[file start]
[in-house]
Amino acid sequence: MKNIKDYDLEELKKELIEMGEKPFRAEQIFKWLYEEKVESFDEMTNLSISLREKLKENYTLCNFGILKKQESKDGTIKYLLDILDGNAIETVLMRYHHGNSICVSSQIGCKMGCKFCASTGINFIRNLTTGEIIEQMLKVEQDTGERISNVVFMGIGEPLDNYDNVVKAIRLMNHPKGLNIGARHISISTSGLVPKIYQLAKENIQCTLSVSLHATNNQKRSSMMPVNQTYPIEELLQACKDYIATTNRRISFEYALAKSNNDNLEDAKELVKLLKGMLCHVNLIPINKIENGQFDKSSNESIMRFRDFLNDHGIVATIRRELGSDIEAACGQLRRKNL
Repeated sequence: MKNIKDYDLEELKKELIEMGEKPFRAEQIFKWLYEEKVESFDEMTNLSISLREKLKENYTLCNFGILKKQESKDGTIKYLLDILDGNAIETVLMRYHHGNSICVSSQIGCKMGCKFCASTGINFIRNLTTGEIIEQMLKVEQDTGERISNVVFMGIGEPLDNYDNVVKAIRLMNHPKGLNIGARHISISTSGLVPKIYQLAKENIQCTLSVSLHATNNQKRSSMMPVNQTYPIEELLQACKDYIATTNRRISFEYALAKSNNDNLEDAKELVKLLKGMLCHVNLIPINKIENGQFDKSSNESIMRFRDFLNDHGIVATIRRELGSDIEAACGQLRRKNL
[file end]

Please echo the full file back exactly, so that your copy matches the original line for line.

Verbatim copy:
[in-house]
Amino acid sequence: MKNIKDYDLEELKKELIEMGEKPFRAEQIFKWLYEEKVESFDEMTNLSISLREKLKENYTLCNFGILKKQESKDGTIKYLLDILDGNAIETVLMRYHHGNSICVSSQIGCKMGCKFCASTGINFIRNLTTGEIIEQMLKVEQDTGERISNVVFMGIGEPLDNYDNVVKAIRLMNHPKGLNIGARHISISTSGLVPKIYQLAKENIQCTLSVSLHATNNQKRSSMMPVNQTYPIEELLQACKDYIATTNRRISFEYALAKSNNDNLEDAKELVKLLKGMLCHVNLIPINKIENGQFDKSSNESIMRFRDFLNDHGIVATIRRELGSDIEAACGQLRRKNL
Repeated sequence: MKNIKDYDLEELKKELIEMGEKPFRAEQIFKWLYEEKVESFDEMTNLSISLREKLKENYTLCNFGILKKQESKDGTIKYLLDILDGNAIETVLMRYHHGNSICVSSQIGCKMGCKFCASTGINFIRNLTTGEIIEQMLKVEQDTGERISNVVFMGIGEPLDNYDNVVKAIRLMNHPKGLNIGARHISISTSGLVPKIYQLAKENIQCTLSVSLHATNNQKRSSMMPVNQTYPIEELLQACKDYIATTNRRISFEYALAKSNNDNLEDAKELVKLLKGMLCHVNLIPINKIENGQFDKSSNESIMRFRDFLNDHGIVATIRRELGSDIEAACGQLRRKNL